Thanx
David du Plessis - Mnr   | 198.54.202.xxx | 2008-04-11 01:38:34
Hi

Thanks for this info. I did find it very fustrating to split the municipality charges in a residential house so that I (investor) can pay the rates and taxes and the tenant the rest of the services. Could there be some other way to do this.

Thanks
marlies - Municipal charges   | 198.54.202.xxx | 2008-05-09 14:44:36
Easy, just pay your property rates and taxes in advance for the year, then you only receive a municipal bill for the services used. :!:
Karen - Municipal Charges     | 198.54.202.xxx | 2008-05-12 03:22:55
Marlies,

That is a very good idea. However, a lot of investors that own many properties would have to pay in the tens of thousands of rands advanced payments. That is not so cool on cash flow.

The other issue is that some people that may have only one property are subsidizing the mortgage bond and therefore to dish out a large amounts of money in advance is pretty impossible or extremely restrictive on cash flow.

Either way, who can do this.... that is fine. But investors that can't afford this or just won't make cash flow sense to them, they should basically split the bills and maybe get the bookkeeper to do it, it is not that hard, but a bit time consuming.

Hope this helps.
Karen - Investor and Estate Agent Char     | 198.54.202.xxx | 2008-04-11 02:37:04
Hi Done Bann,

Remember when you give an estate agent to manage your property? They charge 10% more or less to manage.... that is the amount they earn to do the job and their costs are in it, they don't and can't charge the tenant more than that to do the job. Unless they are a registered debt collector. Therefore you could also register as a debt collector to charge for other things that this status will legally allow you to do so.

An investor also has to budget for costs of being in business.

I have mentioned many times that letting is a business and it carries costs of being in business.

In the same way that any other business can't charge anything they just wish customers, not even for debt collection, in letting it is no different. It is the same as all businesses. Some things you can charge some not.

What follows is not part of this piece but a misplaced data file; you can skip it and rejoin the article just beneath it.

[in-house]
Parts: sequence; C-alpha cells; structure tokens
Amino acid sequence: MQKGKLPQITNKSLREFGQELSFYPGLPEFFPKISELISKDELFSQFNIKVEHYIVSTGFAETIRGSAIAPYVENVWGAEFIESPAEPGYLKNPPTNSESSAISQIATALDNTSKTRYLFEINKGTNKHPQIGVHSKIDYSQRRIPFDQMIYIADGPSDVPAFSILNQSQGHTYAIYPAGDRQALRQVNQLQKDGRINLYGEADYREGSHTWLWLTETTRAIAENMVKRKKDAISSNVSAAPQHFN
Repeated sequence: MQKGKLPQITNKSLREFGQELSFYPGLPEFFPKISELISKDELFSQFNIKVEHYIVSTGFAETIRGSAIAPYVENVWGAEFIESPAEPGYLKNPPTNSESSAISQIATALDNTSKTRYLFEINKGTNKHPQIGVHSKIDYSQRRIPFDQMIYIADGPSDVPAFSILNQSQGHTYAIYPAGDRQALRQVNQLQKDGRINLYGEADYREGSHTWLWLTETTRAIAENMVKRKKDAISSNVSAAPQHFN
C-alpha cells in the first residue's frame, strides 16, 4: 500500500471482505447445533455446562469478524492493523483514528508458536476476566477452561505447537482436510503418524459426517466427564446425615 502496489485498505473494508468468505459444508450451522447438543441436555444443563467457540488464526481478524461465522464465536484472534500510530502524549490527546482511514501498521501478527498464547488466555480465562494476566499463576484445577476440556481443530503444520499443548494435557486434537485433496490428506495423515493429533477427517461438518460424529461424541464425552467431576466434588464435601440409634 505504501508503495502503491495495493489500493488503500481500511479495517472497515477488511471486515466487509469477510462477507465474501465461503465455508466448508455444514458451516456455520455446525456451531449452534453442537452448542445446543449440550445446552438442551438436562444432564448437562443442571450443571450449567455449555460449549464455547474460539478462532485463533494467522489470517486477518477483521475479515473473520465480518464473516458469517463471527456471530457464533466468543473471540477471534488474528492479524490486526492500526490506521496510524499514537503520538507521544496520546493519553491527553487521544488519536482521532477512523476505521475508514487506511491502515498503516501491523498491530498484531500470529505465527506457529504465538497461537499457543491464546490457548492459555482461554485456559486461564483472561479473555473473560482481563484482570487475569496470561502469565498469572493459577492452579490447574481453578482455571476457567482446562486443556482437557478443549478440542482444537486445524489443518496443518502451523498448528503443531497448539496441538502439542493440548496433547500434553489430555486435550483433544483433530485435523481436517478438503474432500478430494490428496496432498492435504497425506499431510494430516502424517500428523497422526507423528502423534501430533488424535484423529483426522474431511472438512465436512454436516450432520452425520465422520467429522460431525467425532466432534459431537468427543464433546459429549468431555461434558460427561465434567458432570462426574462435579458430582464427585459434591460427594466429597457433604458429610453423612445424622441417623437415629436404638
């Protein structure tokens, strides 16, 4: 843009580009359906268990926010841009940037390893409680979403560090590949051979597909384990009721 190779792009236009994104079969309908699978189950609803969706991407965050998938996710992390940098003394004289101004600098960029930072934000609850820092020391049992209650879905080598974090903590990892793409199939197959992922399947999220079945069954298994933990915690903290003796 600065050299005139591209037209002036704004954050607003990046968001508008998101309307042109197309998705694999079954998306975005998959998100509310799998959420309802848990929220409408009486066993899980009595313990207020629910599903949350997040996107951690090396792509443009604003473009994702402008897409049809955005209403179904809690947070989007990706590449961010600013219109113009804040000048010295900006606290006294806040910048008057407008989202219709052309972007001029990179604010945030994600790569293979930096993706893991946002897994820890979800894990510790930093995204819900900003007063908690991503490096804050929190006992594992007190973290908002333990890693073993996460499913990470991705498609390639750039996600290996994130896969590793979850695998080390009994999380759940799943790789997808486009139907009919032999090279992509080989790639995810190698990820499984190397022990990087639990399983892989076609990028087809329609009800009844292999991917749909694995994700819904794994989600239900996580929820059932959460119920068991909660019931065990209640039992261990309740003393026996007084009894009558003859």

That is why we teach efficiency and optimization in letting and the workshop..... so that these costs - which you can't charge - can be reduced to absolute minimum.

In summary like in every business, some costs you can charge and some not. But optimizing you letting business from A to Z will avoid incurring costs in the first place that you can't charge.

Hope this helps.
Jurgens - What can you charge your tenan   | Registered | 2009-04-14 05:17:40
Hi,
In my lease I have a non discounted Rate (for the late payers) and a discounted rate for the tenants that pay in time. Is this legal?
Leisel   | 12.43.115.xxx | 2008-04-12 15:39:25
If you have a pre paid meter and the tenant buys electricity vouchers directly from you is this still permissible.
The pre paid system is not the usual type and I buy from the supplier and then sell the vouchers to my tenants.
Please advise.
Thanks
Leisel
Karen - prepaid meter     | 198.54.202.xxx | 2008-04-13 18:06:55
I can't comment on a meter I do not know. But generally speaking you can't charge more for electricity. Stands to reason that if you sell the card or whatever for more than price, you are selling electricity for more and putting a markup.

Again, I don't know which meter you have and what is that particular system.
Frances Reid - Mrs   | 200.7.33.xxx | 2008-04-22 19:41:15